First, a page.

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Fellow joins Presidential energy task team for Africa

Fellow joins Presidential energy task team for Africa

2016 Tutu Fellow Succès Masra has been appointed to the Presidential Task Team team at the African Development Bank that has been tasked with delivering the New Deal on Energy in Africa. The team will be in charge of projects like Inga Hydroelectric, which will be the largest of its kind on the continent, and the African Renewable Energy Initiative.  Masra, the Principal Energy Economist at the bank, will play a pivotal role in mobilizing capital for financing of the energy projects that will be part of this project's portfolio. 

Energy is a key economic driver. Over 645 million Africans have no access to electricity. Power consumption per capita in Sub-Saharan Africa is the lowest of all continents, currently estimated at 181 kWh per annum, compared to 6,500 kWh in Europe and 13,000 kWh in the United States. Energy‐sector bottlenecks and power shortages are estimated to cost Africa some 2-4% of GDP annually, undermining economic growth, employment creation and investment. Companies in Tanzania and Ghana are losing 15% of the value of sales as a result of power outages. South Africa’s economic growth has been hobbled in recent years by severe electricity generation capacity constraints and frequent ‘load‐shedding’.

The cost in lives is high, too. An estimated 600,000 Africans die annually due to indoor air pollution associated with the use of fuel wood for cooking. Children under-perform for lack of electricity, since over 90% of Africa’s primary schools lack electricity. Lives are at risk in African hospitals, as life-saving equipment and services lie unused because of lack of electricity. Africa’s poorest people are paying among the world’s highest prices for energy. A woman living in a village in northern Nigeria spends around 60 to 80 times per unit more for her energy than a resident of New York City or London.

At the same time, Africa is rich in energy resources. The continent has well over 10 TW of solar potential, 350 GW of hydroelectric potential, 110 GW of wind potential and an additional 15 GW of geothermal potential. This does not even include coal and gas.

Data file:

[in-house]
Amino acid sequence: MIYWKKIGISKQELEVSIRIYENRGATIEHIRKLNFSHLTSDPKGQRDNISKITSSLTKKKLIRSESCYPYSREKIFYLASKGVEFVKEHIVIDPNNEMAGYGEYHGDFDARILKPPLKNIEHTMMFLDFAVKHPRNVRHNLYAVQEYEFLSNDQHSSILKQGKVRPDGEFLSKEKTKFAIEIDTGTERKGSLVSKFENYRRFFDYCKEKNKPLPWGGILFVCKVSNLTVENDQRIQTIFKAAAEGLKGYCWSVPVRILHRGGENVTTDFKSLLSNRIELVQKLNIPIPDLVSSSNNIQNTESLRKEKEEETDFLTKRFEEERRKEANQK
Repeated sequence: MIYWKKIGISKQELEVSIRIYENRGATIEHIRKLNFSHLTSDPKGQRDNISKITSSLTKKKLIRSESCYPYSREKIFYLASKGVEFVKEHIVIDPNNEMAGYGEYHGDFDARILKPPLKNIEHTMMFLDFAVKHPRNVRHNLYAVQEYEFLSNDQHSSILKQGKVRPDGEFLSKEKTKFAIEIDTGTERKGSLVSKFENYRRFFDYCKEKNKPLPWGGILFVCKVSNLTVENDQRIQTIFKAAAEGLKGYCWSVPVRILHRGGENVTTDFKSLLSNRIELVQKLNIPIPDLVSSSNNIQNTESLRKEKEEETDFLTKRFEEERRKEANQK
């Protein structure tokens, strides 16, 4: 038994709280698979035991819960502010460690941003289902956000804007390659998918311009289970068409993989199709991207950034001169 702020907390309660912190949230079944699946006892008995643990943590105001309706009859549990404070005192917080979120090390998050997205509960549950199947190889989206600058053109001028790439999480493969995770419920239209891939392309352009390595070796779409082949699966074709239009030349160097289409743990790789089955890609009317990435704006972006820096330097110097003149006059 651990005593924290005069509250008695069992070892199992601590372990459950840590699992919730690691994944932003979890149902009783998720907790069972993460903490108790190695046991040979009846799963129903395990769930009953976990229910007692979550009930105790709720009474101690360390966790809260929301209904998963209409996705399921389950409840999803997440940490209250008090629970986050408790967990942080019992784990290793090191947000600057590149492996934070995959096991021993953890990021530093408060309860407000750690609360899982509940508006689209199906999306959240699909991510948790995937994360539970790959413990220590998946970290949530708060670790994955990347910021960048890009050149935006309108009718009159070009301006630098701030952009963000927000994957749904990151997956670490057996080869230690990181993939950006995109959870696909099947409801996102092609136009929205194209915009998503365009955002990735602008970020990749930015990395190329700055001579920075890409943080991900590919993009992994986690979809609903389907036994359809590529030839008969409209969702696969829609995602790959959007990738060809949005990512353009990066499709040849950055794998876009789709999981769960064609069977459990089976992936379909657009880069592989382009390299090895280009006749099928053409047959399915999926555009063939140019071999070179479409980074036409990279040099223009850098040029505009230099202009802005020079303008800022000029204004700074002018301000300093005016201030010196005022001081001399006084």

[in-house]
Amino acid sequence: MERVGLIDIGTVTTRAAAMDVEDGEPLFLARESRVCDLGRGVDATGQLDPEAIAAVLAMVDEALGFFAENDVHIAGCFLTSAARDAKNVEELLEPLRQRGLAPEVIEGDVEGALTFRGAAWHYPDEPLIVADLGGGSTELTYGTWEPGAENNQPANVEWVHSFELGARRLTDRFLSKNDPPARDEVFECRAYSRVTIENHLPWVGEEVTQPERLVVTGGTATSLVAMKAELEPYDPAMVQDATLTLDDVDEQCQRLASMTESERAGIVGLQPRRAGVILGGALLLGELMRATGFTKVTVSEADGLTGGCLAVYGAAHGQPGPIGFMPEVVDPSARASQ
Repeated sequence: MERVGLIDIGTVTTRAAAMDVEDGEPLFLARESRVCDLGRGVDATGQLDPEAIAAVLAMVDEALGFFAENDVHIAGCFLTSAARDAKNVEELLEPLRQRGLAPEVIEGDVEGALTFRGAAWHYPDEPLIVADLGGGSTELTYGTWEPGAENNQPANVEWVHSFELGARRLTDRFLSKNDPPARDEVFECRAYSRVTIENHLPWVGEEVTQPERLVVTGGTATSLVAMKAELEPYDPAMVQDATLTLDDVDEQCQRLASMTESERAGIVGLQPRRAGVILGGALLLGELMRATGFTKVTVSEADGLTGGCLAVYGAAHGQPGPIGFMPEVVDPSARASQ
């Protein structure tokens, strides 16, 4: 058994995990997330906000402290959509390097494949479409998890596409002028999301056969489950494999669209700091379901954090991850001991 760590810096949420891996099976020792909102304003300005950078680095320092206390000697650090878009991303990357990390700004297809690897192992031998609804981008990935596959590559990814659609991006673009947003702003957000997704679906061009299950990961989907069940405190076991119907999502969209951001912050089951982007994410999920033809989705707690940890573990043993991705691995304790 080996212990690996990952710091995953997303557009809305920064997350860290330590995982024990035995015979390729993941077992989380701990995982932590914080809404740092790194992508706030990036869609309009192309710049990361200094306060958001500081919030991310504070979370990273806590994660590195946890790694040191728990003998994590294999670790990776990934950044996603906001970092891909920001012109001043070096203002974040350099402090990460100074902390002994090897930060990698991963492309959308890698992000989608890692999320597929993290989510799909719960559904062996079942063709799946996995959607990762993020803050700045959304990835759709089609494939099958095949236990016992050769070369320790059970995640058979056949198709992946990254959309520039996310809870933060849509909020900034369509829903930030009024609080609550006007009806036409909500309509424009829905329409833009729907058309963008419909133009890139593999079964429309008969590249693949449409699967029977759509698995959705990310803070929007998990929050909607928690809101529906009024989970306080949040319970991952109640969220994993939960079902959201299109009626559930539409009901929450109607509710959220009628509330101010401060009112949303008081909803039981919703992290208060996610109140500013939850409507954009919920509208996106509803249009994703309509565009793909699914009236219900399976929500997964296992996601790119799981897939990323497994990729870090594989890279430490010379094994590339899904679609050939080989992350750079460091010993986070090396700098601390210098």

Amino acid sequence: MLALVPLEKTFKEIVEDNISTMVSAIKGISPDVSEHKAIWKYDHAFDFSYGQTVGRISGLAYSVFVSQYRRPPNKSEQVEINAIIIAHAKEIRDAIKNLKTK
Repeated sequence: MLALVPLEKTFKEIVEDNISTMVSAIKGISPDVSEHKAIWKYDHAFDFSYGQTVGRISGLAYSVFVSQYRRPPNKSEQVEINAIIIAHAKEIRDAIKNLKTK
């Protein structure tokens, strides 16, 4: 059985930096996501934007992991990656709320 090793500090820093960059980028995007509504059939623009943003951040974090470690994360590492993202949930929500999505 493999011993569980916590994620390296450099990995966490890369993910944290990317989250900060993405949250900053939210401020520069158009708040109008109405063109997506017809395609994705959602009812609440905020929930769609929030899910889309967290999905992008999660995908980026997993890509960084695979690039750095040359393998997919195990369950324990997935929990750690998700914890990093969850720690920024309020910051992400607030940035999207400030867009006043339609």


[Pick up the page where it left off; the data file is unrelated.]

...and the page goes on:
The New Deal on Energy in Africa will seek to reverse these shortfalls and develop the continent's energy resources. It is an ambitious partnership with the goal of providing universal access to energy in Africa by 2025. The New Deal provides a platform for public-private partnerships that will seek to unify efforts to achieve this goal of universal access to energy. Among the principles that will guide action, two are finance-related: mobilising capital and increasing investments in energy and climate financing. 

The New Deal has targets that include:

  • On-grid generation: to deliver sufficient on-grid energy for industrial, commercial and residential consumption through the building of 160 GW of new generation capacity. This is equivalent to 800 power plants with capacity of 200 MW each.
  • Transmission and on-grid connections: increase on-grid transmission of power and the delivery of 130 million new grid connections.
  • Off-grid generation: deliver 75 million off-grid connections. This will be equivalent of creating 300 companies with the similar scale to that of M-KOPA in Kenya, the most successful African off-grid "Pay-as-you-go" solar system.

The President of the bank, Akinwumi Adesina, acknowledged that the project is ambitious: "China installs 4 GW of electricity every four weeks. Vietnam achieved an annual connection of 1.1 million people and achieved almost universal access to electricity within 10 years. Bangladesh connected 660,000 people per year via off-grid systems. What will it take to light up and power Africa? By achieving 11 times what Bangladesh did will deliver the 75 million off-grid connections. It will take achieving 12 times what Vietnam did to achieve 130 million new grid connections. And it will take 1/3 of China's annual electricity installations to deliver the 160GW of grid supply. Africa can do this!"

Masra's role on the team will be important in helping households that previously may have been in the dark flip the switch in the coming years.

 

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Wednesday, 20 November 2019

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